François Villeroy de Galhau: Central banks in a distributed-ledger technologies world

Speech (virtual) by Mr François Villeroy de Galhau, Governor of the Bank of France, at the Bank for International Settlement's Innovation Summit, 22 March 2022. 

The views expressed in this speech are those of the speaker and not the view of the BIS.

Central bank speech  | 
24 June 2022

Ladies and gentlemen,

It is a great pleasure and honour to give this opening speech of the second BIS Innovation Summit, which illustrates central banks' commitment in new technologies, notably through the BIS Innovation Hub. Since their creation almost fifteen years ago, distributed-ledger technologies (DLTs) have evolved and opened up new possibilities, building alternative circuits and removing intermediaries, supporting new solutions and use cases. Are these disruptions as powerful as those brought by the invention of internet three decades ago? It may be too early to tell, but DLTs are expanding at a fast pace, and have the potential to bring about far-reaching changes.

The invention of bitcoin, the first crypto-asset, stemmed from the desire to build a new "currency" – I emphasise the quotation marks here –, outside the remit of states and central banks. That was back in 2008, and what we have observed since then is that the use of bitcoin as a means of payment remains very marginal, because it does not feature any of the fundamental characteristics of currency. Nor is it a store of value, but rather a speculative asset, somewhat similar to the Dutch tulip bulbs from the 17th century.  

The most disruptive feature of bitcoin was its underlying technology, which has since then been offered in different versions of DLT underlying various types of assets and uses. Second-generation crypto-assets now embed smart contracts that have led to the development of new services and products, the last being NFTs (non-fungible tokens). Among second generation crypto-assets, so-called stablecoins or backed-assets try to reduce their volatility by anchoring themselves to fiat currencies and sovereign assets. Still, they create fragmentation, and are fraught with regulatory and operational uncertainties.

Here too there are historical precedents: free banking in the 18th and 19th centuries, when each private bank issued its own banknotes. It had major drawbacks, such as credit risk embedded in settlement assets. The introduction of central bank money as a common and safe settlement asset was a major breakthrough and since then has become the rule – in the best interest of all economic agents. It is now a public good, and taken for granted at least in advanced economies.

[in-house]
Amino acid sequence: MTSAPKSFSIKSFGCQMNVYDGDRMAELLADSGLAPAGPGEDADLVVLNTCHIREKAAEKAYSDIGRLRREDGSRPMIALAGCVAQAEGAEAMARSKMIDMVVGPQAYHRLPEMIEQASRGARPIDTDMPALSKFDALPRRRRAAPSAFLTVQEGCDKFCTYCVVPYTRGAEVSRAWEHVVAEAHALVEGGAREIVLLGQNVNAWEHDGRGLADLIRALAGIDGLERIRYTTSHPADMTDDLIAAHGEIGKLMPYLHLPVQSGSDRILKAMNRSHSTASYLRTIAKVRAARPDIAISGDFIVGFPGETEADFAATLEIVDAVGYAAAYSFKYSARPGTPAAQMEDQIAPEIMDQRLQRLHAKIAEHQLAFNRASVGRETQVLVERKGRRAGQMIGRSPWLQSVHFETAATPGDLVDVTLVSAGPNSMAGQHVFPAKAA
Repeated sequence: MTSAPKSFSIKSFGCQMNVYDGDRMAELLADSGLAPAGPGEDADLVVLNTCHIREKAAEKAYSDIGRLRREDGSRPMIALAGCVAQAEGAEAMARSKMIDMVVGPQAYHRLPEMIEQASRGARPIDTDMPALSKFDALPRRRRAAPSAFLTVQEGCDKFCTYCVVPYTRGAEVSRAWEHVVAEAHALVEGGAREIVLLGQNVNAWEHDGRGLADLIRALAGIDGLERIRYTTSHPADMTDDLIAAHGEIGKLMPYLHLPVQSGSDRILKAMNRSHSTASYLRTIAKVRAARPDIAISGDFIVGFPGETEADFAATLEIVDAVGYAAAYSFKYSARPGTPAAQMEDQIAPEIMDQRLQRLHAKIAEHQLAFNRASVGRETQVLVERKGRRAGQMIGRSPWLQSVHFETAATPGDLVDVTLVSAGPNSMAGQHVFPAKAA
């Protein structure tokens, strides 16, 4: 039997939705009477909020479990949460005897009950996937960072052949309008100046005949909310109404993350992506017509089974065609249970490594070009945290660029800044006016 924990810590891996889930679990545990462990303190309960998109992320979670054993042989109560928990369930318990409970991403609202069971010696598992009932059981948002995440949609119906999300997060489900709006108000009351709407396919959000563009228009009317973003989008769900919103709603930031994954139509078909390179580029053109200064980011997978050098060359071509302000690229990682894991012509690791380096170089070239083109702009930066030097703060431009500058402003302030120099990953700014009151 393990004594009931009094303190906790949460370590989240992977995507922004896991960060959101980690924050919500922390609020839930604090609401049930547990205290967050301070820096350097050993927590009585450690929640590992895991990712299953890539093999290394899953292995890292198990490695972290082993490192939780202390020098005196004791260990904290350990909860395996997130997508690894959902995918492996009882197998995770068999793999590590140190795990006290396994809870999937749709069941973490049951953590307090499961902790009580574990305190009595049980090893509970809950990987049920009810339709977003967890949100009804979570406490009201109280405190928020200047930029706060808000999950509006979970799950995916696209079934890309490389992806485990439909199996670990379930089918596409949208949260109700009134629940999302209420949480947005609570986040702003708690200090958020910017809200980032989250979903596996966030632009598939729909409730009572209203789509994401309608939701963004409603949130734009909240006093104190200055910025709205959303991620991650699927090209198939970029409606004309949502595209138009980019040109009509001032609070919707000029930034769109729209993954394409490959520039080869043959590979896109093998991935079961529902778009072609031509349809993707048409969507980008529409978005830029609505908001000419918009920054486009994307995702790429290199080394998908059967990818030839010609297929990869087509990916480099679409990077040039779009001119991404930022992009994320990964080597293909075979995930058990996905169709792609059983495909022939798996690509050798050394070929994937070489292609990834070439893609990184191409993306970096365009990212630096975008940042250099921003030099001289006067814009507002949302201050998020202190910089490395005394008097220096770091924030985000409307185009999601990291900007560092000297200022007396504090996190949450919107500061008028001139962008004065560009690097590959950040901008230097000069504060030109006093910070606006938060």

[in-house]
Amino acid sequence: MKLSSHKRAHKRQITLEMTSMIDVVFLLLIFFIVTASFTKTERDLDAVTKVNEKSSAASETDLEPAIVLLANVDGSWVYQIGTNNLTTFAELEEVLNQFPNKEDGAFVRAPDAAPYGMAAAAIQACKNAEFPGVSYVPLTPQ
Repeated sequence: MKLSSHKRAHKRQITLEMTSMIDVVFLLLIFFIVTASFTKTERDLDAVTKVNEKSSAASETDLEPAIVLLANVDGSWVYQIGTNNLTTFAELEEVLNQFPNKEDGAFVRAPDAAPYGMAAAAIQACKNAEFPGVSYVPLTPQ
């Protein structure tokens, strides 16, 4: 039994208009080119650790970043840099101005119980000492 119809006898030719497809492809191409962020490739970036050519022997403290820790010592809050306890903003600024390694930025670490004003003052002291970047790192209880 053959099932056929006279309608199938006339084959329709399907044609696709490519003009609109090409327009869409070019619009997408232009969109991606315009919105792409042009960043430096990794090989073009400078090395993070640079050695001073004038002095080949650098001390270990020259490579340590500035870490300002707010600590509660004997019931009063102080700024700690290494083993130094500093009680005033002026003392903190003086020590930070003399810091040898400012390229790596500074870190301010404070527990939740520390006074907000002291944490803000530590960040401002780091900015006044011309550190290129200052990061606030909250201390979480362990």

We, central bankers, have mixed feelings towards crypto-assets: on the one hand, they bring innovation and meet some expectations, especially in emerging economies; on the other hand, they carry significant potential risks, related to money laundering, breach of data privacy and high volatility among others. Although our mandates fully enshrine stability, resisting innovation is not in our DNA, on the contrary. Financial stability without innovation would mean conservatism; innovation without financial stability would feed distrust, and hence be unsustainable. Notwithstanding our sometimes old-fashioned image, we have been at the forefront of financial innovation for decades. Our achievements however often remain unknown to the public: our state-of-the art settlement systems are aimed at banks, not end-users. How can we find our rightful place in this emerging DLT world? Benign neglect, or on the contrary prohibition, are no longer options. While keeping our eyes and minds open, we have to at once regulate and innovate.